This is where the spatial relationship of the gridboard comes in. Each card contains a gridded diagram in the middle, indicating its functionality. Yellow squares open up slots on the board or level up existing ones, while red squares tie to the ability of the card you are playing. Certain cards also contain special abilities that activate passively once they are placed on the board, such as: “when this card is played, lower the power of enemy cards on affected tiles by 4 or when destroyed, add the card to your hand instead.”

As you progress through the main game, you’ll meet players all around the world waiting to challenge you. Should you come out victorious, they will give you new cards for your collection, and your overall player rank will increase. In order to continue climbing the ranks, you will need to seek out especially difficult foes called “Keepers of the Cruor.” Although the majority of Queen’s Blood battles are optional, they are incorporated quite naturally into the flow of the narrative.

What’s interesting about Queen’s Blood is that it starts off relatively simple but the game starts throwing more interesting mechanics in with unique cards and rules. For example, you can mulligan cards at the start of each round, meaning you can put cards back into your deck and draw new cards before the game even starts. You’ll want to do this if your initial hand is full of high ranking cards that you can’t play anyways.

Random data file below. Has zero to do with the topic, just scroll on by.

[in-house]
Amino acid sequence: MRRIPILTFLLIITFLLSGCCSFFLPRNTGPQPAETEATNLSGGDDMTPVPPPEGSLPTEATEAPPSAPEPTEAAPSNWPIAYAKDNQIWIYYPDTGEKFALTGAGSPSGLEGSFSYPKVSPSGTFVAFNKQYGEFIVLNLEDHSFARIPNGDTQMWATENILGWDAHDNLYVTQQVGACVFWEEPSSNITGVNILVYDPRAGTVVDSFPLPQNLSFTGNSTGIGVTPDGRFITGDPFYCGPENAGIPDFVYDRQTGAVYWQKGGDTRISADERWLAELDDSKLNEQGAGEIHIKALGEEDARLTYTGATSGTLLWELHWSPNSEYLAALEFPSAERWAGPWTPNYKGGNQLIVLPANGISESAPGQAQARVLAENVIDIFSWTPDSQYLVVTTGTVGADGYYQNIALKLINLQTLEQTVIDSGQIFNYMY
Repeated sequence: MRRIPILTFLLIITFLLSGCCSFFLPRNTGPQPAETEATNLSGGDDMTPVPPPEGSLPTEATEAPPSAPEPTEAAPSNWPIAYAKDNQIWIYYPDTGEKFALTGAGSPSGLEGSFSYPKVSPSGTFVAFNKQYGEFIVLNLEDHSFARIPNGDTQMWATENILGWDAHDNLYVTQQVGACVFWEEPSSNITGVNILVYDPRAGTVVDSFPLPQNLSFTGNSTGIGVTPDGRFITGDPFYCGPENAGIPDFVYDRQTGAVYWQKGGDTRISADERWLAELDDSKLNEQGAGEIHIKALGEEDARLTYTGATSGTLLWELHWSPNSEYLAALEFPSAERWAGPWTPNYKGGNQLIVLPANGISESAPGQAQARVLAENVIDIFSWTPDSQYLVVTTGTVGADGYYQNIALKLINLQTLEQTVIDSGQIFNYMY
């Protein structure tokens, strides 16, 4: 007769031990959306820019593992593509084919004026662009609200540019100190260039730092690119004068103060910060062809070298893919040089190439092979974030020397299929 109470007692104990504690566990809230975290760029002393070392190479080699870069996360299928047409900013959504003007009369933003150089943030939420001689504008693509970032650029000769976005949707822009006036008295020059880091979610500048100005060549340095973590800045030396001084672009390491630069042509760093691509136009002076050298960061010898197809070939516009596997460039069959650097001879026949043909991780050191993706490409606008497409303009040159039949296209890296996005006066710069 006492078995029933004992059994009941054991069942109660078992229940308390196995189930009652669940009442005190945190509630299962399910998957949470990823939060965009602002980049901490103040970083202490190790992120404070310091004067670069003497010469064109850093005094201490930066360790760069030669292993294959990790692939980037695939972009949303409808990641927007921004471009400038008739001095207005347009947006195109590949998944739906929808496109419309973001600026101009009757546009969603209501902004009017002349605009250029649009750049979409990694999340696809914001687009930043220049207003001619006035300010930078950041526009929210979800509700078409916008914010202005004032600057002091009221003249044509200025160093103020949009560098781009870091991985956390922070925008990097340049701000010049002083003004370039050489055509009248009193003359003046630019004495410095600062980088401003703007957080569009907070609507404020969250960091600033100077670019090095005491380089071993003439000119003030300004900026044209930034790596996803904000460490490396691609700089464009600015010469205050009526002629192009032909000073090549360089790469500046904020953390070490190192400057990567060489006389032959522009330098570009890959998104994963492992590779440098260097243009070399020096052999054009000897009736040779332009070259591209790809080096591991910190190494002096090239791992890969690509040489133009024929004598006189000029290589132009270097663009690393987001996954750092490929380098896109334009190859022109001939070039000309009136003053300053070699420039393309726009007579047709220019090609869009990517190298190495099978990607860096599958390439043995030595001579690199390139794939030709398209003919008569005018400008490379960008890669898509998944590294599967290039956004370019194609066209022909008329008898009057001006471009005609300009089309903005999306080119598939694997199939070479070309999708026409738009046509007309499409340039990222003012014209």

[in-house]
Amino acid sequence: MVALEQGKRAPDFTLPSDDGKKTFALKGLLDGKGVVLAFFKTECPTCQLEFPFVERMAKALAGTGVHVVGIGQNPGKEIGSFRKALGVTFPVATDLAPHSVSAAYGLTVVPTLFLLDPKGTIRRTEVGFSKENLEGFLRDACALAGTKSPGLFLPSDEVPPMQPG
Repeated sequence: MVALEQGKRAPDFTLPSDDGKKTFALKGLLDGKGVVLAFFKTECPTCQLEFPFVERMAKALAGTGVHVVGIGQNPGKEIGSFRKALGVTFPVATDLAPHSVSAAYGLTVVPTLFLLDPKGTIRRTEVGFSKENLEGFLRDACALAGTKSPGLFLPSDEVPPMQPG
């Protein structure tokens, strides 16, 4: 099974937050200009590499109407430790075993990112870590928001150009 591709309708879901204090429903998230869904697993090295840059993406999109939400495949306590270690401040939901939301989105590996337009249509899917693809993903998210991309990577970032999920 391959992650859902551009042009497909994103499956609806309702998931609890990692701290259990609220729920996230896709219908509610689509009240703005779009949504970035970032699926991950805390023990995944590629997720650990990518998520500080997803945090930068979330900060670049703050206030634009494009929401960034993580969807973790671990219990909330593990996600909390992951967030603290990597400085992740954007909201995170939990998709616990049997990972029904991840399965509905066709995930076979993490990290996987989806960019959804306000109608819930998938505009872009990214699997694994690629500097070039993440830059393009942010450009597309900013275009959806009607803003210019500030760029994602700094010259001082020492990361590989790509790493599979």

The two other mechanics that I want to touch upon are enfeeblement and replacement. Certain cards can reduce the power of others on the board, and when a card’s level is reduced to zero, it is destroyed and the position on the board becomes neutral again. Other cards are specifically called replacement cards, meaning you cannot place them on the board naturally, as they can only be played on top of pre-existing cards in order to replace them. The potential benefits of replacement cards are that they do not require a rank to play and they can trigger the abilities of the cards they are replacing since they are destroyed.